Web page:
Alma-Atinskaya (Moscow Metro)

Alma-Atinskaya (Russian: Алма́-Ати́нская) is a southern terminus station of the Zamoskvoretskaya Line of the Moscow Metro. The station was opened on 24 December 2012.[2]

Moscow Metro station
Alma-Atinskaja 20121224 fuse.jpg
LocationBrateyevo District
Southern Administrative Okrug
Coordinates55°37′57″N 37°45′58″E / 55.6326°N 37.7660°E / 55.6326; 37.7660Coordinates: 55°37′57″N 37°45′58″E / 55.6326°N 37.7660°E / 55.6326; 37.7660
Owned byMoskovsky Metropoliten
Line(s)#2 Zamoskvoretskaya line Zamoskvoretskaya line
Platforms1 bay platform
ConnectionsBus: 128, 619, 738, 740, 742, 764, 765.
Depth10 metres (33 ft)[citation needed]
Platform levels1
Disabled accessYes
Opened24 December 2012; 8 years ago (2012-12-24)[1]
Preceding station   Moscow Metro   Following station
toward Khovrino
Zamoskvoretskaya lineTerminus
Alma-Atinskaya is located in Moscow Metro
Location within Moscow Metro
Above-ground vestibule

On 29 November 2011 Moscow government decided to rename the station from "Brateyevo" (Russian: Брате́ево) into "Alma-Atinskaya" after the Russian name of the city of Almaty, former capital of Kazakhstan.[3] The change reflects the rename of "Molodyozhnaya" station of Almaty Metro, still under construction in 2012, to Moskva station as a sign of friendship between Russia and Kazakhstan.[4]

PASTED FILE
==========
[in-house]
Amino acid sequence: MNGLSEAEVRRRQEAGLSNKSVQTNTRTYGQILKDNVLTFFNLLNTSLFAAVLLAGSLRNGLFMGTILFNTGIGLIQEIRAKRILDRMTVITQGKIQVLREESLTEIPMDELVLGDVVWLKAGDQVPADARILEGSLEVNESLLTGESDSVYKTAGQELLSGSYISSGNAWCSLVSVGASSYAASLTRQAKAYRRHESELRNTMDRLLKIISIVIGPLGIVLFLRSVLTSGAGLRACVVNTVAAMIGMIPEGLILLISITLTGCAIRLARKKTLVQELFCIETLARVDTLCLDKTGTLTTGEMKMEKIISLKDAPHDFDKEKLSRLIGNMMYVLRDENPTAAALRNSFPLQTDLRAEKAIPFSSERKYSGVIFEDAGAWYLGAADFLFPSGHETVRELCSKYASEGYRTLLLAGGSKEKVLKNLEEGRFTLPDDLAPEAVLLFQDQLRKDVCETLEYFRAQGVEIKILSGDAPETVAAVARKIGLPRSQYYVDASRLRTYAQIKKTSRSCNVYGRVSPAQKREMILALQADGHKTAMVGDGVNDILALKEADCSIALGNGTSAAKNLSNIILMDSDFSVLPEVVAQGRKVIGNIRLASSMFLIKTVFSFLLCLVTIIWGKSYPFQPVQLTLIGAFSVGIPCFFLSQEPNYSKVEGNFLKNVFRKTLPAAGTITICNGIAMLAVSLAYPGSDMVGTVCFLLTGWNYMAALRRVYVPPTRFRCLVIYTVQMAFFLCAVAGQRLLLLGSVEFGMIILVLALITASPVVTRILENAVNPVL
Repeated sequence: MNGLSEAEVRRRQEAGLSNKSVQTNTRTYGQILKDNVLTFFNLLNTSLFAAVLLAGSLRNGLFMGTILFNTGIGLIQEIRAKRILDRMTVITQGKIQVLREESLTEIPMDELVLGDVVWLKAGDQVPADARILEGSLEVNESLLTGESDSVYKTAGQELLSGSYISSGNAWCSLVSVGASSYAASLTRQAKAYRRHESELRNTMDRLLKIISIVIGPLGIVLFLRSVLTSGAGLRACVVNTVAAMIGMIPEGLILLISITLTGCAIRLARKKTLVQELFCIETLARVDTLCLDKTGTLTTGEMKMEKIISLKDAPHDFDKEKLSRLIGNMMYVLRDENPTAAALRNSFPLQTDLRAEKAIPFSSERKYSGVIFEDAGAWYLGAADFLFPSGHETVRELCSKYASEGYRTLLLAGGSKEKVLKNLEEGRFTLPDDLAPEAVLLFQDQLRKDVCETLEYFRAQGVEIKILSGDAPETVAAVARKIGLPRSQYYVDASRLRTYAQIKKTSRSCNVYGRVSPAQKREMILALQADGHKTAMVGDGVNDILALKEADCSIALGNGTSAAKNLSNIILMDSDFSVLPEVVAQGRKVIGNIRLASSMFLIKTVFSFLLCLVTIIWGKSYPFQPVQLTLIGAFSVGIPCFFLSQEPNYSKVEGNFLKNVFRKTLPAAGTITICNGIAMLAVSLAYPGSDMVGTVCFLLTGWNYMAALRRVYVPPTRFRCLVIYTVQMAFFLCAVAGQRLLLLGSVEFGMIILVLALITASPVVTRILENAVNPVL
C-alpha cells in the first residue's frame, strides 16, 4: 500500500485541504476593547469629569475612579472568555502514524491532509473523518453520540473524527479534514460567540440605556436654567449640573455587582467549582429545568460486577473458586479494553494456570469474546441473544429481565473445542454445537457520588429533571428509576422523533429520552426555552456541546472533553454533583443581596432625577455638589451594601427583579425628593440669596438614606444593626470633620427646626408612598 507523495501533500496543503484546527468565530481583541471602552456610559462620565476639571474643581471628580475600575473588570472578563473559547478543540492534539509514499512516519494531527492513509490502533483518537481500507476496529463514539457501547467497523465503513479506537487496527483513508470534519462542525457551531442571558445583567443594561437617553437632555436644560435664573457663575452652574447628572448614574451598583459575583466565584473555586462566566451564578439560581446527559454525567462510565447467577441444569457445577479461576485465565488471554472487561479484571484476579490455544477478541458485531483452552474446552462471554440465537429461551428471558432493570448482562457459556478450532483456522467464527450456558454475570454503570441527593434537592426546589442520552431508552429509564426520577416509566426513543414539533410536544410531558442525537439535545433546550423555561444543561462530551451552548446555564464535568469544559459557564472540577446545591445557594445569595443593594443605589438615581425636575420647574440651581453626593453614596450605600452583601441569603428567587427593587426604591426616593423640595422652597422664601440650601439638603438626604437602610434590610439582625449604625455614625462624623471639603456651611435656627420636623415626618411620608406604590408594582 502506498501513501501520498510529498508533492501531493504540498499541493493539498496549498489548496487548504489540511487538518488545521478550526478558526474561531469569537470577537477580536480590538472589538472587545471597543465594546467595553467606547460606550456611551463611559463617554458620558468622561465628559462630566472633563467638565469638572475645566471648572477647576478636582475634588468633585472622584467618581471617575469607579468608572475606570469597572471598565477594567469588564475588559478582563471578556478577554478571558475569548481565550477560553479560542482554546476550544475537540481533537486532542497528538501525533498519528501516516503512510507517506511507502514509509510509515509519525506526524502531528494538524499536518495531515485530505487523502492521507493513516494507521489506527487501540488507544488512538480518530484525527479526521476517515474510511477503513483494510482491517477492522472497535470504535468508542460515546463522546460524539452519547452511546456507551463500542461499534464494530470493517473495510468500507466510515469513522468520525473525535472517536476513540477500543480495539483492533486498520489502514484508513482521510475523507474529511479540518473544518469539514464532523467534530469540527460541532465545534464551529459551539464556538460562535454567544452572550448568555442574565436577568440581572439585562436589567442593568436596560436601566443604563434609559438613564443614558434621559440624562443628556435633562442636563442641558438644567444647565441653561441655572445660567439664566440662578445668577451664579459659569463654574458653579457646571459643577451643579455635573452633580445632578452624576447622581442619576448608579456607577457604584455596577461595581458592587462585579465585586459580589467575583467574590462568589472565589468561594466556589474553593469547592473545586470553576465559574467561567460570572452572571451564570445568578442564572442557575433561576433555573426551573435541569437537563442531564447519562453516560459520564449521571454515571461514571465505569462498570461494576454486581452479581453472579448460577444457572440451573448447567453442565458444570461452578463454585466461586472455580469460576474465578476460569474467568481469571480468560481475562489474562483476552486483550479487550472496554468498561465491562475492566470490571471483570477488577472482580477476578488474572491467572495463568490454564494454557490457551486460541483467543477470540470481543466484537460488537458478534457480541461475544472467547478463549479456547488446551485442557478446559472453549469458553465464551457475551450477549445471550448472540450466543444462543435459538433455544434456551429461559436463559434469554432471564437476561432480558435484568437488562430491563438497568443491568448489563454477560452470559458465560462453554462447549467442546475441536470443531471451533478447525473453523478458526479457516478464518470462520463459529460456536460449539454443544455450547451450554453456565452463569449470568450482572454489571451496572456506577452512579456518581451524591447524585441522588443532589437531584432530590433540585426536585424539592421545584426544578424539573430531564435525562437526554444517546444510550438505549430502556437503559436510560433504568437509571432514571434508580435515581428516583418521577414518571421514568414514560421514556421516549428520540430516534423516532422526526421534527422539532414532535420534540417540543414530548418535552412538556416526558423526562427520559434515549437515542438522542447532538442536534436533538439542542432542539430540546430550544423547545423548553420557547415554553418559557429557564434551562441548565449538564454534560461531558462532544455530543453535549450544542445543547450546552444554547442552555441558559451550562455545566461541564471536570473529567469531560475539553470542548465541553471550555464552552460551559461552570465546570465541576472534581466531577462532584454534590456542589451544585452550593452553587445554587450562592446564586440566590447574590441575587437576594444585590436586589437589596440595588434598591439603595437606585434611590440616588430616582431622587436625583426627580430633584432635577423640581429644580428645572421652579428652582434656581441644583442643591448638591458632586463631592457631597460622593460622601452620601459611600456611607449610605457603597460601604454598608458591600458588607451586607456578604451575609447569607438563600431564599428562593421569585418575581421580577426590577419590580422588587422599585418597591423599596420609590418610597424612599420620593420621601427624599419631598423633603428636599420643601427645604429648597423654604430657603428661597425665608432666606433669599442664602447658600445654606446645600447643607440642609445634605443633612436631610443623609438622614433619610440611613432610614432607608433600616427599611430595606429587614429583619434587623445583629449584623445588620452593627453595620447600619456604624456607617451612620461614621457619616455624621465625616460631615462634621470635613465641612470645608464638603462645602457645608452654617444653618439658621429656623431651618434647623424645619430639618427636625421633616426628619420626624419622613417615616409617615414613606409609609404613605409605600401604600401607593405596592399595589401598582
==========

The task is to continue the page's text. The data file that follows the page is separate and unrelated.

The station located in the Brateyevo District. Entrances are near Brateyevskaya, Paromnaya and Klyuchevaya streets.[1]


  1. ^ a b "Алма-Атинская". Moskovsky Metropoliten (in Russian). Archived from the original on 2012-12-28. Retrieved 26 December 2012.
  2. ^ В Москве открылась станция метро "Алма-Атинская" [Alma-Atinskaya metro station opened in Moscow] (in Russian). РБК. 24 December 2012. Archived from the original on 12 January 2014. Retrieved 24 December 2012.
  3. ^ "Cтанцию московского метро в районе Братеево назовут "Алма-Атинская"" (in Russian). РБК. Archived from the original on 2012-01-01. Retrieved 2011-11-27.
  4. ^ "Future metro station renamed". Moscow Metro official site. 9 December 2011. Archived from the original on 2013-12-30. Retrieved 2012-12-24.

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